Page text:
For a while now there’s been a lot of talk – and concern – about whether or not robots and artificial intelligence (AI) will soon replace human workers. According to a report by the World Economic Forum, it’s estimated that more than 5.1 million jobs will be replaced by robots across all industries by the end of 2020, with half a million of them being construction jobs.
In America, a study by the Midwest Economic Policy Institute (MEPI) estimated that robots could replace or displace 2.7 million jobs in the construction industry in the country by 2057.
While there are some who have a higher potential for automation, like machinery operators (88%), there are quite a high number of other construction occupations that have a much smaller potential to be replaced/displaced by robots. Part of the reason why roofers (31%), construction labourers (35%) and sheet metal workers (39%) are less likely to be replaced is that it’s not technically feasible to replicate certain tasks using robots.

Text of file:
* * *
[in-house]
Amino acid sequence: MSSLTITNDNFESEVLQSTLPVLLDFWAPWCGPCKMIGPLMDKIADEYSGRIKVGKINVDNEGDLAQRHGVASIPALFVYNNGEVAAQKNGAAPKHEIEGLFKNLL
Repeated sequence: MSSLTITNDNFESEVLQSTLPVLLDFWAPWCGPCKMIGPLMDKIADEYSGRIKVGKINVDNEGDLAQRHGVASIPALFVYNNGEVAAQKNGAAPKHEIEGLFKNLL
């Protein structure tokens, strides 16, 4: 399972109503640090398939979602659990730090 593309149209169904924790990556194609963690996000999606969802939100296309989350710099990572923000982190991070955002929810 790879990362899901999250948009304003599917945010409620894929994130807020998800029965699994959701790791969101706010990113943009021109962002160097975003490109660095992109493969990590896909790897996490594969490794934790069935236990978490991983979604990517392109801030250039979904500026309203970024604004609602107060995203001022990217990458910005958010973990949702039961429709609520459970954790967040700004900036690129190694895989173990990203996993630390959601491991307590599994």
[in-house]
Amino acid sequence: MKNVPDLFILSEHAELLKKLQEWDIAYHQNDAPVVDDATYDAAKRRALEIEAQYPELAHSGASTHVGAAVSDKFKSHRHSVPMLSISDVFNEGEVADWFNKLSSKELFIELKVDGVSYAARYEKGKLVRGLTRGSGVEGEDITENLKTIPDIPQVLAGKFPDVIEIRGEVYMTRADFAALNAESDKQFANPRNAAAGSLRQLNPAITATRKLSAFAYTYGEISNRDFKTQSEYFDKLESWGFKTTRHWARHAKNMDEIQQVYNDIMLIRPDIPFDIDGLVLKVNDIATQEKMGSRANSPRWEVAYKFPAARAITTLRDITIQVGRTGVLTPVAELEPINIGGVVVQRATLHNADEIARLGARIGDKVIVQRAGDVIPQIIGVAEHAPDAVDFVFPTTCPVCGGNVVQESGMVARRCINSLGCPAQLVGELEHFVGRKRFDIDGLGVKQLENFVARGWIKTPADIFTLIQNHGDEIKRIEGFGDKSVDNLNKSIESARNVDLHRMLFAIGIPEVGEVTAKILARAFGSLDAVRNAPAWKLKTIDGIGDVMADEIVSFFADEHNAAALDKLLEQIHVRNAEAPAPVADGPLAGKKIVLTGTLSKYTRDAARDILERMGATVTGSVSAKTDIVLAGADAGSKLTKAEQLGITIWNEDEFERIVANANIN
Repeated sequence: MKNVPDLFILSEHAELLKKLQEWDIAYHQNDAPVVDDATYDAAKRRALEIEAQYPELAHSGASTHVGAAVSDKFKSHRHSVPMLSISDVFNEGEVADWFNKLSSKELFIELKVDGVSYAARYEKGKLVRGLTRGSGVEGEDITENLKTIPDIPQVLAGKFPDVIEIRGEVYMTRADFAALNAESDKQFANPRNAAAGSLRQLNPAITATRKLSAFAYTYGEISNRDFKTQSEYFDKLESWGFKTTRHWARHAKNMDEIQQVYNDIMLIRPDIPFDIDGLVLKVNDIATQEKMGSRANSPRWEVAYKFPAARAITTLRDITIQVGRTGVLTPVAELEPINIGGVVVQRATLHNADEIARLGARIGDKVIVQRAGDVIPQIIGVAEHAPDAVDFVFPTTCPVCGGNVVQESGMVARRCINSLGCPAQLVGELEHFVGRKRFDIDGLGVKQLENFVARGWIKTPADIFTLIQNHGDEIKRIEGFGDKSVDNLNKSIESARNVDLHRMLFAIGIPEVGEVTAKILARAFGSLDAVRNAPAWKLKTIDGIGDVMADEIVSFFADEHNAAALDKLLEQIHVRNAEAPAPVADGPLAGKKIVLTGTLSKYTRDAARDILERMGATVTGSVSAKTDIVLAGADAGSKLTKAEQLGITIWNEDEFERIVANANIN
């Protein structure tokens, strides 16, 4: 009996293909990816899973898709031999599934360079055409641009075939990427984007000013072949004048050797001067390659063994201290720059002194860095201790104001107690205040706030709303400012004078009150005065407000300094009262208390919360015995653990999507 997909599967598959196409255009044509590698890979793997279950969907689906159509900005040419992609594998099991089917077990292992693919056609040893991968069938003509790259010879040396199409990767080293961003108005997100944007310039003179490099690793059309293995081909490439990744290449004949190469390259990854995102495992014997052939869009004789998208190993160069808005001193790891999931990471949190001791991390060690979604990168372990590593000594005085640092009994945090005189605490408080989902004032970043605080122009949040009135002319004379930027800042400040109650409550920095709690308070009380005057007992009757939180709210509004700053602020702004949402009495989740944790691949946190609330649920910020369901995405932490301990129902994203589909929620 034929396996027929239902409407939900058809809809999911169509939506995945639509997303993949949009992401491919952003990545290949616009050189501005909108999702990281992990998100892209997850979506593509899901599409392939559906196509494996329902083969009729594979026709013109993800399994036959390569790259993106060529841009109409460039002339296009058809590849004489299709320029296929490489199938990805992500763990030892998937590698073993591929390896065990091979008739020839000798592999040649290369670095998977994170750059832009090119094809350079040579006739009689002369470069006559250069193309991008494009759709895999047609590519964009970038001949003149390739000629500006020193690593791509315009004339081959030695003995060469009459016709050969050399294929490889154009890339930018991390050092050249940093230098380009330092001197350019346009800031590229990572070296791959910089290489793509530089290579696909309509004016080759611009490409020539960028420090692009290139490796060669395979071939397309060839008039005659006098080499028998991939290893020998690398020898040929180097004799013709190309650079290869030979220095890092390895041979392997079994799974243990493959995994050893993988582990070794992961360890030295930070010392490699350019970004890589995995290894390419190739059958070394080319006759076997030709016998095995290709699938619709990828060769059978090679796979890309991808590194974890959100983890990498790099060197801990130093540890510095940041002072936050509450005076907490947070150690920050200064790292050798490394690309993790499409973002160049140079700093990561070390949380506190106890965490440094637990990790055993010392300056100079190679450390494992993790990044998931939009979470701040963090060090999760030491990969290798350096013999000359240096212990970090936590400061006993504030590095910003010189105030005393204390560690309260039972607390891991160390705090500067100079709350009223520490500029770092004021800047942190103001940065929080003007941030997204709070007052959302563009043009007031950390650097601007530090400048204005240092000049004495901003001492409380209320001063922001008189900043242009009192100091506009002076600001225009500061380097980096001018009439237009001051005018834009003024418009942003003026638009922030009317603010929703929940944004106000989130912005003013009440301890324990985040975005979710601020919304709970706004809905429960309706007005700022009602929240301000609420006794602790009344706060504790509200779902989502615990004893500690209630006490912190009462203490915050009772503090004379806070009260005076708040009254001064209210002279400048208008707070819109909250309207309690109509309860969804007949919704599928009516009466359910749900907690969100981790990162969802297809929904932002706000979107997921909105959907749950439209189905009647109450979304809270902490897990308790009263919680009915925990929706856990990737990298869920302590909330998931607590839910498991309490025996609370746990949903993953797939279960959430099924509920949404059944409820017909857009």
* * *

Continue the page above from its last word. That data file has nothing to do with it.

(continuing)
Because of the rise in awareness and the prominence of modern methods of construction (MMC), it’s worth noting that robots and AIs fall into Category 7 of the MMC definition framework.
Category 7 is intended to encompass approaches utilising innovative site-based construction techniques that harness site process improvements falling outside of the previous categories. It includes factory standard workface encapsulation measures, lean construction techniques, physical and digital worker augmentation, workface robotics, exoskeletons and other wearables, drones, verification tools and adoption of new technology-led plant and machinery.
Self-driving vehicles, computer-controlled manufacturing robots, drones and large-scale 3D printers are just a few of the robots promising to take over traditional construction activities such as materials handling, packing, cutting, bricklaying and rebar tying. Here’s a list of some of them: